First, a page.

What do your customers and collectors look for in your creations?
When people call us, they want something that is not in any catalogue. Clients trust us when they see our designs, and when we convince them, we give them a feeling of trust, which allows us to achieve the craziest things. For private individuals, the urge to be gently unreasonable sometimes prevails. We start by making their everyday house, then their holiday home, then some come back to us for their professional projects and finally we do a bit of branding of their life! For others, if the budget is tight, we adapt (we are currently working on a co-living project).
How are your creations perceived internationally, as a Belgian designer?
I always have the impression of going it alone because even if my product can be linked to a certain generation or to recognised post-industrial design movements, it remains very much outside the codes. This is why art and design collectors, whether Belgian or foreign, are attracted by a single piece. In Europe, my pieces can be seen at the Everyday Gallery in Antwerp. In the United States, my collectible design work is sold by Todd Merrill Studio in New York. To tell the truth, I believe more in the human element and the strength of the encounter between a person and a piece than in labels.
Do you feel that you belong to a certain generation of designers, the one that experienced the excess of industrial production from the 1960s?
Yes and no. My first relationship with design began because of what was going on downstairs in my family’s workshop. So I was first educated on the rarity of a material, respect for manual work and how to best optimise the material in terms of production. Seeing and appropriating the profusion of waste from these family workshops, then from industry, has also shaped me little by little. My father taught me the importance of styles, the freedom to break away from them and especially the strength of lines in creation. My mother taught me the freedom that colours offer.
What can you observe in the younger generations of designers you work with?
At Atelier Lionel Jadot, those who arrive may have a truncated view of 3D design – I believe that computer-aided design has its good points, but it also has the ability to destroy creativity. Learning by looking and doing is essential. Many young people are quick to adapt on the ground when necessary.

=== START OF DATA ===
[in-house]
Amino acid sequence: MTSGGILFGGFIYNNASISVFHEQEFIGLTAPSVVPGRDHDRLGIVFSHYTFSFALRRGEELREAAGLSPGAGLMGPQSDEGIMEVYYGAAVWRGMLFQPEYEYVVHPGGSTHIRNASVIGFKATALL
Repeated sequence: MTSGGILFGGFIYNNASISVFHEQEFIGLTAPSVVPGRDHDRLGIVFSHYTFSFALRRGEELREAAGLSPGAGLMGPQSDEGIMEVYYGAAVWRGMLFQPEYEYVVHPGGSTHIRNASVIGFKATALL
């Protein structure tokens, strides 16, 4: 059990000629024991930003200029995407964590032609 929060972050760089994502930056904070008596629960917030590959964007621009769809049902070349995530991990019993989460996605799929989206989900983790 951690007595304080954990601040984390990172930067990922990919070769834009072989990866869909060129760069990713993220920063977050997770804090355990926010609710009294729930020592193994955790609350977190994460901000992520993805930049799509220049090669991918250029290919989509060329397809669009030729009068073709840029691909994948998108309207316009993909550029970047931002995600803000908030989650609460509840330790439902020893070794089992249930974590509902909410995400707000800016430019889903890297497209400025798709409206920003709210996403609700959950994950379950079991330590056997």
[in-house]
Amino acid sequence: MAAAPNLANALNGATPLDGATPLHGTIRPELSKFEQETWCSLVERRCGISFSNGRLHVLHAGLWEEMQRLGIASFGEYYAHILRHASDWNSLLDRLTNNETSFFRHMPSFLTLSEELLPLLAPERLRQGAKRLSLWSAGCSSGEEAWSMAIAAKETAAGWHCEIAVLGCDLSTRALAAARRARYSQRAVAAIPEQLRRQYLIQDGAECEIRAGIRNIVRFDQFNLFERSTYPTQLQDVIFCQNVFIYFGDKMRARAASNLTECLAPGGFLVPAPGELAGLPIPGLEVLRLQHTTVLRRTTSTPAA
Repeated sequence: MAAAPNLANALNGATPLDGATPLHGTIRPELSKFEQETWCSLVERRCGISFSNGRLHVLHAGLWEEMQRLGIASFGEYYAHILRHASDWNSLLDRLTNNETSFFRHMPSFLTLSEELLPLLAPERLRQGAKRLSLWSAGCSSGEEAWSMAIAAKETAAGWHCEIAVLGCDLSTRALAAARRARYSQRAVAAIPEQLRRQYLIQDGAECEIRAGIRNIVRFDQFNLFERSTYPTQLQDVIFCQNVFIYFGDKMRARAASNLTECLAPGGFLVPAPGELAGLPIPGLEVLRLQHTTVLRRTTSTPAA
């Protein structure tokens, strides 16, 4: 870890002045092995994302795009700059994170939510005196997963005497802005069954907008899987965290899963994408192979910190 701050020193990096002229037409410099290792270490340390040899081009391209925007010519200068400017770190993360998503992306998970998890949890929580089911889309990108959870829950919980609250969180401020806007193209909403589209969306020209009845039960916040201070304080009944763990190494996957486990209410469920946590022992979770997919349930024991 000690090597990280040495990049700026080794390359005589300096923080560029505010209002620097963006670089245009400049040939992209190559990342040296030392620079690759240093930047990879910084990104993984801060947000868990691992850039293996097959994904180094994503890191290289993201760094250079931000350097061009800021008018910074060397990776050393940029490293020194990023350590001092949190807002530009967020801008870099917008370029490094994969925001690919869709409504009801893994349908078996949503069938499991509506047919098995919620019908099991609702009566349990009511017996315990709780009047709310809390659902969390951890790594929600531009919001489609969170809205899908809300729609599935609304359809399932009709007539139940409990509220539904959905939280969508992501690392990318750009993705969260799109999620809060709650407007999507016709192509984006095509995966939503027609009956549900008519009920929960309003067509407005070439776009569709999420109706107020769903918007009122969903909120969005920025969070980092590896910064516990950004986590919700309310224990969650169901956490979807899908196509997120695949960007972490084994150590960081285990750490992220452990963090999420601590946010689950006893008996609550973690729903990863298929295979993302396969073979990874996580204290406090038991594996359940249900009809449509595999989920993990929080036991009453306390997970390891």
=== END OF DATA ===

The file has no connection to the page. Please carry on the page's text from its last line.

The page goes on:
How do you view the success of Zaventem Ateliers?
We have succeeded in bringing together very valuable people and initiating long-term professional relationships. Zaventem Ateliers, which is a total of 6,000 square meters (4,000 allocated to workshops for creatives) acts as an amplifier and everyone, design professionals as well as casual enthusiasts, meets there. And today, the desire for each participant to carry out sustainable projects is paramount. It’s not just a case of filling these spaces.
How do you plan to export this concept to Milan with Baranzate Ateliers?
The heiress of the company that manufactured the Necchi sewing machine (a true domestic icon for Italians) contacted us. As her factories in the north of the city, in Baranzate, are abandoned, she asked us to think about opening a “Zaventem bis” there: Baranzate Ateliers. So we agreed that she could lend us this site for a pop-up exhibition during the Salone del Mobile 2022 and, in exchange, we would prepare a tailor-made concept for it. In these 3,000 square meters, the practice of 25 creatives will be presented, in collaboration with local talents. At the end of this event during Milan Design Week, we aim to obtain funding from investors so that Baranzate Ateliers can become permanent.
What heritage would you like to transmit through your creations and these places of experimentation?
Optimise creation and production now and for future generations. I have seen young people’s lack of interest in manual labour and then recently a renewed interest in it, which is a good thing. Avoiding the loss of old knowledge, in addition to using the new materials and production methods that exist, and creating niche products for a high-end clientele that can finance projects that will ultimately reach the greatest number of people, is one way to move things forward.